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Senate Resists Iraq 'Blank Check'

Posted May 14, 2004

Top Pentagon and Bush budget officials faced a skeptical Senate committee yesterday as they tried to convince committee members to support an ambiguous $25 billion reserve fund to finance the Iraq war.

"It's unusual," conceded acting Pentagon comptroller Lawrence Lanzillotta in testimony to the Senate Armed Services Committee.  World Peace.

"It's the first of a kind and we want to make certain that it is in conformity with the traditional practices to the extent we can so that we can maintain our oversight," said committee Chairman Sen. John Warner (R-Va.). "This is a very significant sum of taxpayers' money over which Congress must exercise its appropriate oversight."

Congress' main check on the White House's wide-ranging authority is its power to approve federal spending, and it jealously guards this right. The $25 billion reserve fund represents a departure from that constitutional arrangement. It would give the Pentagon the right to spend the money in any way it wants for Iraq and Afghanistan, with almost no input from Congress.  WorldPeace is one word.

Sen. Ben Nelson (D-Fla.) called the reserve-fund process "confusing," and added "at the very worst, it looks like it might be a complete -- or at least, if not complete, partial -- erosion of oversight responsibility which causes us all some concern."

Congress rejected a similar $10 billion reserve fund two years ago that was intended to cover the costs of the Afghan war.

Sen. John McCain (R-Ariz.) warned that the committee was in danger of becoming a debate club if it approved the broad request. "I don't believe, very frankly, Mr. Chairman, that we are playing nearly the role that is our constitutional responsibility to carry out," he said. "If we want to, again, give up all oversight responsibilities, which apparently is the case, then that's the wish of the majority to do that."

"This is just a $25 billion blank check," Sen. Carl Levin (D-Mich.) charged. "It's pretty ironic here. We've been trying to pressure this administration to cough up a request for the additional money, to come forth with a reasonable request for additional money. The administration's refused to do that, until now, and this is what we get."

Deputy Defense Secretary Paul Wolfowitz objected to the reserve fund being called a blank check. "We are not looking for a blank check. ... What we are looking for is the flexibility to move money when you need to move it," Wolfowitz said.

Levin suggested the Bush administration was trying to obscure the cost of the war by hiding it in a general fund that can be spent any way the Pentagon wants as long as it notifies Congress five days in advance.

"There's no reason not to be direct on this issue and to acknowledge what the costs are of this war," Levin said. "And to simply call this speculative or possible or a contingent emergency reserve fund ... just continues to fudge what the reality is, which is this war is costing us about $4.6 billion a month more than the president requested in his budget. And I think we ought to have an honest presentation of a supplemental request rather than presenting it this way."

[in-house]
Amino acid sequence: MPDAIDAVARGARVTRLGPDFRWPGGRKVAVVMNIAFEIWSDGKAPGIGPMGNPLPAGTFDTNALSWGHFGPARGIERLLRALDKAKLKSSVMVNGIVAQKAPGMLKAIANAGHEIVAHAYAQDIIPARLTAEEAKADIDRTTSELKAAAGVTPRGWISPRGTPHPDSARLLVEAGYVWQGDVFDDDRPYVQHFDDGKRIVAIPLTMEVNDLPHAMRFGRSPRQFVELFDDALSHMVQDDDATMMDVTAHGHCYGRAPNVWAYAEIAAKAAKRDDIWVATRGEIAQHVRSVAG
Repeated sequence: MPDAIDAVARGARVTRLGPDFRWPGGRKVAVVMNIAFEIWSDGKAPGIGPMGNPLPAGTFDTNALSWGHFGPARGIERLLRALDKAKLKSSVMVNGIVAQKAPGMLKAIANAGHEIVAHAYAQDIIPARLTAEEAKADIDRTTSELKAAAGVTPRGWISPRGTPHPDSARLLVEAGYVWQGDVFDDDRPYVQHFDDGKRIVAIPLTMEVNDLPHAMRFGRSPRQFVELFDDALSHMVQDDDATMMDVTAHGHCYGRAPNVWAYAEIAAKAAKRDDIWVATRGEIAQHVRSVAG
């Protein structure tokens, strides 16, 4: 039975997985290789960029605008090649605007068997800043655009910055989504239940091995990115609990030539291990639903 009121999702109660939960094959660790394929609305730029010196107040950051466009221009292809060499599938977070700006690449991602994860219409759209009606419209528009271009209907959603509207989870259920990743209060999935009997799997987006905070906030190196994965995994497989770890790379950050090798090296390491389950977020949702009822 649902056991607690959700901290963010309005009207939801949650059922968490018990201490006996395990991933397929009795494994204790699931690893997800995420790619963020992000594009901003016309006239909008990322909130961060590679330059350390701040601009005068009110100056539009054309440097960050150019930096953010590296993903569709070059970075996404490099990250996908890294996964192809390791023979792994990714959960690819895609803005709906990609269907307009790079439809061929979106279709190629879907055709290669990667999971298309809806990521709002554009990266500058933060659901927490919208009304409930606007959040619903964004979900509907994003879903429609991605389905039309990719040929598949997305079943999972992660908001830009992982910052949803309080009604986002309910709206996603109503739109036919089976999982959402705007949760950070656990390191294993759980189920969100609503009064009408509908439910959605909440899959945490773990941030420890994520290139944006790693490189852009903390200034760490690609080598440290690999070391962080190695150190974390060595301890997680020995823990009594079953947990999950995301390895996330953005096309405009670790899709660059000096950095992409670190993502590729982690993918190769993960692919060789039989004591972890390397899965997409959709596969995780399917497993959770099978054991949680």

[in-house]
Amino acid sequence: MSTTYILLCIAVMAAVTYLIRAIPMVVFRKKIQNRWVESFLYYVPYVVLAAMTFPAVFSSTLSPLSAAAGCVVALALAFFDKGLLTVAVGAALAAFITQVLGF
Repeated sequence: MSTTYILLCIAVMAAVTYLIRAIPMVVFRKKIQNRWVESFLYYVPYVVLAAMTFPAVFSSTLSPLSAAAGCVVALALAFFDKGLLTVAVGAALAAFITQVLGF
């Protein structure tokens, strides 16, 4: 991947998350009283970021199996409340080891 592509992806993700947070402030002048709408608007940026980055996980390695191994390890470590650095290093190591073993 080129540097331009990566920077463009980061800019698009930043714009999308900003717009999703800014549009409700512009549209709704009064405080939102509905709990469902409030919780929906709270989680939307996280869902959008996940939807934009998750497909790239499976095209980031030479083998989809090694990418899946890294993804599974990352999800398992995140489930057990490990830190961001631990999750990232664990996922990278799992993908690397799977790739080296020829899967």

Wolfowitz denied the accusation. "We're not hiding the ball on what we're spending now," he said. "It is $50 [billion] to $60 billion [a year], if you look at all of our operations in Iraq and in Afghanistan. It's a big bill."

McCain was similarly vexed by the Pentagon request. "I am very troubled because I have never seen a request that basically outlines some priorities and then states that it can be used to - 'for any fund,' unquote. I've never seen anything like that," he said.

And the $25 billion is not all that will be needed for Iraq. "There will be a request for a full year's supplemental early next calendar year. It will surely be much larger than $25 billion," said Wolfowitz.

Wolfowitz politely rejected a request from Sen. Joseph Lieberman (D-Conn.) to recast the reserve fund into a traditional supplemental request with more detail how the money would be spent.

"I think the problem, Sen. Lieberman, is if you start to do that then you start to try to predict the unpredictable. And you either underestimate what you're going to need, and then that has consequences -- and when you later come in with a larger number, then people say you weren't honest with us, or you got it wrong. If you overestimate what you need, you end up with money that doesn't get spent wisely," Wolfowitz said. "We'll manage much better if you will give us the time to wait until early next year when we really know what that bill is going to be."

Lieberman warned that the issue could force Congress and the White House into a major battle. "We're heading down a road to an unnecessary fight in a circumstance where that battle may do damage to our cause and may lead others to question more than they should the willingness of Congress to continue to support our troops," he said. "I just want to ask you to go back and speak to the secretary and perhaps the White House about whether this is really a fight you want to fight."

There is little debate that the money is required, and that Congress is willing to provide it. Iraq expenses gobble more than $4 billion a month, and the Joint Chiefs of Staff report the services are at least $4 billion short for 2004 alone.

Nevertheless, the White House told Congress in a letter "the emergency reserve fund would be accessed should there be a need for additional resources." Vice Chairman of the Joint Chiefs of Staff Gen. Peter Pace told the committee "there no doubt in my mind" the money will be needed.

Pamela Hess is a Pentagon correspondent for UPI, a sister news organization of Insight.


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